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The effectiveness of musculoskeletal patient education provided to people with lower levels of literacy: a systematic review Lowe, W., 1 Ballinger, C.

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Presentation on theme: "The effectiveness of musculoskeletal patient education provided to people with lower levels of literacy: a systematic review Lowe, W., 1 Ballinger, C."— Presentation transcript:

1 The effectiveness of musculoskeletal patient education provided to people with lower levels of literacy: a systematic review Lowe, W., 1 Ballinger, C. 1 Nutbeam, D., 1 Russell, C., 1 Protheroe, J., 2 Lueddeke, J., 3 Armstrong, R., 1 Edwards, C., 1 Falzon, L., 4 McCaffery, K., 5 Adams, J., 1 1 University of Southampton, 2 University of Keele, 3 Brockenhurst College, 4 Columbia University, 5 University of Sydney. DOI: /acr.22085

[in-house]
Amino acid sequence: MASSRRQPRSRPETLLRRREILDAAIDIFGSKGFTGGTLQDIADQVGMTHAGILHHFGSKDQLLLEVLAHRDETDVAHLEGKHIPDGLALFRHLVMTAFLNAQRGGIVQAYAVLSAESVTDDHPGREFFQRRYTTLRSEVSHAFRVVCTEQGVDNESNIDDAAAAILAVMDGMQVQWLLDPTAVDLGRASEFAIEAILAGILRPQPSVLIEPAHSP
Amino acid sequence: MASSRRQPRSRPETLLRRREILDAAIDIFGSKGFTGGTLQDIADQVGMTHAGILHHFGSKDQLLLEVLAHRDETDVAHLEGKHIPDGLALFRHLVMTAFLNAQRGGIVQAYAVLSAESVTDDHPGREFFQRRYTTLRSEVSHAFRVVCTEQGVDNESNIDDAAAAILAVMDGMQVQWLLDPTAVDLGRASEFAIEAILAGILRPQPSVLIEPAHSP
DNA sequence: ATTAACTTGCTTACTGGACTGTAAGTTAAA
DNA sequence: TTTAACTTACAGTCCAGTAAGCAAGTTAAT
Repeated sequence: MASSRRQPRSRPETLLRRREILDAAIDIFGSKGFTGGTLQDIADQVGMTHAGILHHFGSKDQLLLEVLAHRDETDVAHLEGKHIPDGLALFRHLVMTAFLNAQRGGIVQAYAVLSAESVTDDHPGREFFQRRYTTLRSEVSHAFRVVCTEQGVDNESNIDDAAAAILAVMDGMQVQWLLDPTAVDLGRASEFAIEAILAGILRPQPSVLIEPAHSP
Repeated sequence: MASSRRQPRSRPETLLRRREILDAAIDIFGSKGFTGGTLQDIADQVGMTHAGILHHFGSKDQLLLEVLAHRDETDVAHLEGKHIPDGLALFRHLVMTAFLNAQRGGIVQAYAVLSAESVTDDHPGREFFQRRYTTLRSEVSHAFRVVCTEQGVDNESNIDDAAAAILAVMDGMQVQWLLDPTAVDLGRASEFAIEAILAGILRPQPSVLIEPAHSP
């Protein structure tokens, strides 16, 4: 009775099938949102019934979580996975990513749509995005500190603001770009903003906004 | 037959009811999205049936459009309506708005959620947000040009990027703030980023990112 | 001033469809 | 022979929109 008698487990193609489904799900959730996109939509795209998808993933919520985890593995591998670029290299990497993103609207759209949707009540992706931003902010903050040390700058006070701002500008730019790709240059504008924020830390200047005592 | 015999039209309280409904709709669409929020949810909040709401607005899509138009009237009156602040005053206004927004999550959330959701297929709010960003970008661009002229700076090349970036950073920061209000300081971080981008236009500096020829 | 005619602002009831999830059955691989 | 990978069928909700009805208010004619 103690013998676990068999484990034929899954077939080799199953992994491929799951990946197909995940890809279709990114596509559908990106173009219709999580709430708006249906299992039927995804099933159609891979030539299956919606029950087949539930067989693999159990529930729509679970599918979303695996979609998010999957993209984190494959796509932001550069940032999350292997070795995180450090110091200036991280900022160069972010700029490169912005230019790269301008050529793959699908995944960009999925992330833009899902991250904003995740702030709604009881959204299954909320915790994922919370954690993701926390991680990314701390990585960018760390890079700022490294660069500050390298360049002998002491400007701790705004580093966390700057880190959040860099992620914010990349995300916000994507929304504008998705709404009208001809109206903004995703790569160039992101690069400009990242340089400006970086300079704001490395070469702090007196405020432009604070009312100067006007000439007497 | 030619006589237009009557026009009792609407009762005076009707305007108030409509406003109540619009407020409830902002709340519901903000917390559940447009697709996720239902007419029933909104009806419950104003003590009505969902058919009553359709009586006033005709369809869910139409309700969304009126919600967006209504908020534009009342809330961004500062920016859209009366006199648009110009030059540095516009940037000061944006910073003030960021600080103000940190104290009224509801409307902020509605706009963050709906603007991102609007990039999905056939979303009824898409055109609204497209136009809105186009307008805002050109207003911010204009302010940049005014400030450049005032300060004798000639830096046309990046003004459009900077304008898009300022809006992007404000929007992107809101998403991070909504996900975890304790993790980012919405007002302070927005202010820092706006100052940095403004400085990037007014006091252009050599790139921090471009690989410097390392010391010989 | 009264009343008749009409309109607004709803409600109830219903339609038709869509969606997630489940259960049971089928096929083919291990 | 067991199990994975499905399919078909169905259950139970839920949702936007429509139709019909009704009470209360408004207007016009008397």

2 Background: Musculoskeletal health and health literacy Individuals with chronic diseases who also have lower literacy levels have worse health outcomes and struggle to follow health care advice [1,2] People with MSK conditions are encouraged to be active partners in their health care and to adopt a range of self-management behaviours [3]. Active involvement in self-management generally leads to better health outcomes in chronic diseases [4] [1]Sheridan et al 2011 JHealthComm 16(S3);30-54 [2] Berkman et al 2011 Annals Int Med 155: [3] NICE. Rheumatoid Arthritis. National clinical guideline for management and treatment in adults. NICE Clinical Guideline [4] Bodenheimer et al 2002 JAMA, 288(19): p Poor and vulnerable bear unequal burden of chronic disease (Ref) Access to healthcare is inequitable (ref) Delivery of healthcare is inequitable(ref) Importance of delivering interventions to reduce disparity in health care and empower people to self manage their musculoskeletal health 2